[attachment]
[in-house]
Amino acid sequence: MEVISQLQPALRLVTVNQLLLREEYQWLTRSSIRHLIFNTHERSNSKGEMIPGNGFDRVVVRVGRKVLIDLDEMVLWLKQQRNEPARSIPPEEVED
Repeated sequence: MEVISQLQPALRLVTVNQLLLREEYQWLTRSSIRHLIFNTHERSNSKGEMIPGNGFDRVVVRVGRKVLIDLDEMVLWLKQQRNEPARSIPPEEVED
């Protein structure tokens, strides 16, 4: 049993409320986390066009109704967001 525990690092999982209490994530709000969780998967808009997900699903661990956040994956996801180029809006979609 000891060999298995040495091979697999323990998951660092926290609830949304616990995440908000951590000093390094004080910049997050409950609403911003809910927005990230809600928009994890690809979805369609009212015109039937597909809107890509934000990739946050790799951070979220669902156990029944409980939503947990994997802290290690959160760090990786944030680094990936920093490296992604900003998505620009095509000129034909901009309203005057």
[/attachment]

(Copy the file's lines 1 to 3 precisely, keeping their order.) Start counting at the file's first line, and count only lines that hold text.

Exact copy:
[in-house]
Amino acid sequence: MEVISQLQPALRLVTVNQLLLREEYQWLTRSSIRHLIFNTHERSNSKGEMIPGNGFDRVVVRVGRKVLIDLDEMVLWLKQQRNEPARSIPPEEVED
Repeated sequence: MEVISQLQPALRLVTVNQLLLREEYQWLTRSSIRHLIFNTHERSNSKGEMIPGNGFDRVVVRVGRKVLIDLDEMVLWLKQQRNEPARSIPPEEVED